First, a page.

Reaction norm analysis of native, non-native and agricultural ecotypes of seven Brassica species to elevated soil salinity
Phenotypic plasticity is a characteristic of a genotype that enables the production of different phenotypes in response to a range of environmental conditions. In this study I investigated the differences in phenotypic response to elevated soil salinity of seven Brassica species which all have native, non-native and agricultural ecotypes. These Brassica species are a well studied group with know phylogenetic relationships. The objectives of my study were (1) to investigate the differences between the native, nonnative and agricultural ecotypes in physiological and morphological responses to elevated soil salinity, (2) to compare these physiological and morphological responses to salt between ecotypes within a species, as well as between the polyploid species and their diploid parents and (3) determine what, if any, differences in physiological and/or morphological responses to salt allow for the potential for increased fitness. Two experiments were performed to investigate these differences; one utilizing lab developed rapid cycling lines and a second utilizing native, non-native and agricultural ecotypes. I found statistically significant variation for plasticity among species, ecotypes and ploidy level for several physiological and morphological traits. Although ecotypes responded uniquely, no one particular ecotype or species was superior overall. My study provides evidence of the ability of certain ecotypes to respond to changing/novel environmental conditions which potentially contribute to invasion success.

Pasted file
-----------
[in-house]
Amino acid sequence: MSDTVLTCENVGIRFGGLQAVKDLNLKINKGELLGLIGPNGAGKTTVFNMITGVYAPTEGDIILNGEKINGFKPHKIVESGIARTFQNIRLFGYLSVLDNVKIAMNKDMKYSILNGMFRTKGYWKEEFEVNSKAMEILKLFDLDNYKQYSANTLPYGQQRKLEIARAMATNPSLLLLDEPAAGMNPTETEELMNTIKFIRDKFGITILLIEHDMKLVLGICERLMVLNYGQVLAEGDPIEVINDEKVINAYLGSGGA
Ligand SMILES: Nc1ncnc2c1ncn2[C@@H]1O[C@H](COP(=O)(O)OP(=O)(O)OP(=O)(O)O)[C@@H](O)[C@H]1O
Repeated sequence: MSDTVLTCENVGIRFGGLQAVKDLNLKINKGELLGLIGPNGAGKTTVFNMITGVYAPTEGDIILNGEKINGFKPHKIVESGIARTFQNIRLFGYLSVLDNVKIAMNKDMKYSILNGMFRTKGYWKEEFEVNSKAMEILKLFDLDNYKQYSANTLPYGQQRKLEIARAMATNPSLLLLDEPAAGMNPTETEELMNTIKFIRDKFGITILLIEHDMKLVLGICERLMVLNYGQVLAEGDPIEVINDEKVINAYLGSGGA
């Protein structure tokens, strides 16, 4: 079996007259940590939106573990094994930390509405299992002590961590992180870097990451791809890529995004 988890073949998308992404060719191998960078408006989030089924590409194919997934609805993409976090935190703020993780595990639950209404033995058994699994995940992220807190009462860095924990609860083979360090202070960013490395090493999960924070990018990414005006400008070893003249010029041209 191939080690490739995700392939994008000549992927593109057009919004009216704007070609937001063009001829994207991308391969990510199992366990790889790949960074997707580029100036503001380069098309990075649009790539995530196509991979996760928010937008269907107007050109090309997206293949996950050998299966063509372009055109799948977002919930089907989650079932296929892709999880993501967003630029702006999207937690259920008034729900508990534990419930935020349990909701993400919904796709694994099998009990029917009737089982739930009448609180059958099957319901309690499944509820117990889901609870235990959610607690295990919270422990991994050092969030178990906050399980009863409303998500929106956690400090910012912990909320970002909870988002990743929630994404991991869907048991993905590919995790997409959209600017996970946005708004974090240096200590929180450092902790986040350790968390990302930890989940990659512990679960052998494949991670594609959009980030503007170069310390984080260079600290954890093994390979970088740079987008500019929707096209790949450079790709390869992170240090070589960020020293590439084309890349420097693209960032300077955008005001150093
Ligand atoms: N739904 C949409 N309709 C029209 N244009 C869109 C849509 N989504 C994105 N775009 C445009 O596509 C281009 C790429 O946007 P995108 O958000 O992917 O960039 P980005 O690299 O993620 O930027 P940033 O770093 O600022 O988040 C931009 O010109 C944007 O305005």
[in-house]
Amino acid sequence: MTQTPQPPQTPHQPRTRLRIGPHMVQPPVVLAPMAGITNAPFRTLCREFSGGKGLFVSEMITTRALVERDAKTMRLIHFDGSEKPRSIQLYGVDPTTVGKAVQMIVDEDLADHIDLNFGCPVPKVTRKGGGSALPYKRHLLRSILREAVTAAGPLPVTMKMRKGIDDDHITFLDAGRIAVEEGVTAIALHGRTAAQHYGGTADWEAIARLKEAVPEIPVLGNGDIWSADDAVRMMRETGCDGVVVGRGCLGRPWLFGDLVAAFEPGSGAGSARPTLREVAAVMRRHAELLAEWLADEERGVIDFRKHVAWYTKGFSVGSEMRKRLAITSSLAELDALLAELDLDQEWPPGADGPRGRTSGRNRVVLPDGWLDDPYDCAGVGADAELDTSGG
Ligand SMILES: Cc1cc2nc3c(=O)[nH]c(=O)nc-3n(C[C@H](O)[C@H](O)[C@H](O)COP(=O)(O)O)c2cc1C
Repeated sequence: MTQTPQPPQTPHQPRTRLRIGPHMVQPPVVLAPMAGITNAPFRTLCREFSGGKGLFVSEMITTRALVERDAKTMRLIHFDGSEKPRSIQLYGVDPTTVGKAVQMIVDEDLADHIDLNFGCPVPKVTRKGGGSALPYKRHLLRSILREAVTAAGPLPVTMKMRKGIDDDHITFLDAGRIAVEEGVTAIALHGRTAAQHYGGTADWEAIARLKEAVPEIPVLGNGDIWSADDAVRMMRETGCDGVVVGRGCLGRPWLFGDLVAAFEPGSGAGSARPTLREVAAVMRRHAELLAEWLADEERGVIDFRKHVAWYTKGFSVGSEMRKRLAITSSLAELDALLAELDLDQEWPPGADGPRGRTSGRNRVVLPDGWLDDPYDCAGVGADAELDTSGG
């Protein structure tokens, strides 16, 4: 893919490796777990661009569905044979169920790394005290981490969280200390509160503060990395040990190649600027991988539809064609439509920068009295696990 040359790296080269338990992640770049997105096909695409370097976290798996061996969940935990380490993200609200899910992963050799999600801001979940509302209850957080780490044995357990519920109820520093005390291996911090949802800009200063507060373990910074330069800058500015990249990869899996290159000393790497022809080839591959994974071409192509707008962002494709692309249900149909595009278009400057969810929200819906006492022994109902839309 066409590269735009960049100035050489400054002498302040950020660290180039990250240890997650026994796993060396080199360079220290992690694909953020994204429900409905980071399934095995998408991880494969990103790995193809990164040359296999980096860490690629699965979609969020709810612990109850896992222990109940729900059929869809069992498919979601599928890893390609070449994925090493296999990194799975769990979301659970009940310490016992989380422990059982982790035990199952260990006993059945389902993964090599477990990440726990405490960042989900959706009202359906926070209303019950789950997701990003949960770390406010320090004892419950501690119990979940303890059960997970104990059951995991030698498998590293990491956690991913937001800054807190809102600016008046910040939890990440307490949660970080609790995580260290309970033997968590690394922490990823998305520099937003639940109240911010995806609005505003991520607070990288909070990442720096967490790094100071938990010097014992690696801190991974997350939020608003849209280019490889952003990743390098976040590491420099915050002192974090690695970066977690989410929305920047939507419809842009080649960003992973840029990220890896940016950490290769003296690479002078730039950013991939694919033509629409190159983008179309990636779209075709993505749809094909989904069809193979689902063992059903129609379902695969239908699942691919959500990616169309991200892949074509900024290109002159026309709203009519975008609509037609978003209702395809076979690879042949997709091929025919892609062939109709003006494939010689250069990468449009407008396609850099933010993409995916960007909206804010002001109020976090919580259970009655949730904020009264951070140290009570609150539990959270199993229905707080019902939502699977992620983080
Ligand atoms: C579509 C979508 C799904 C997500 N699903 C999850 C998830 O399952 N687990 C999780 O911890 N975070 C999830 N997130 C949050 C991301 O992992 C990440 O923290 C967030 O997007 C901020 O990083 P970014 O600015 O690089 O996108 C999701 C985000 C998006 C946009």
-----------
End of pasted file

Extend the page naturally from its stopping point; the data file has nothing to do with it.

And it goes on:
Brassica -- Research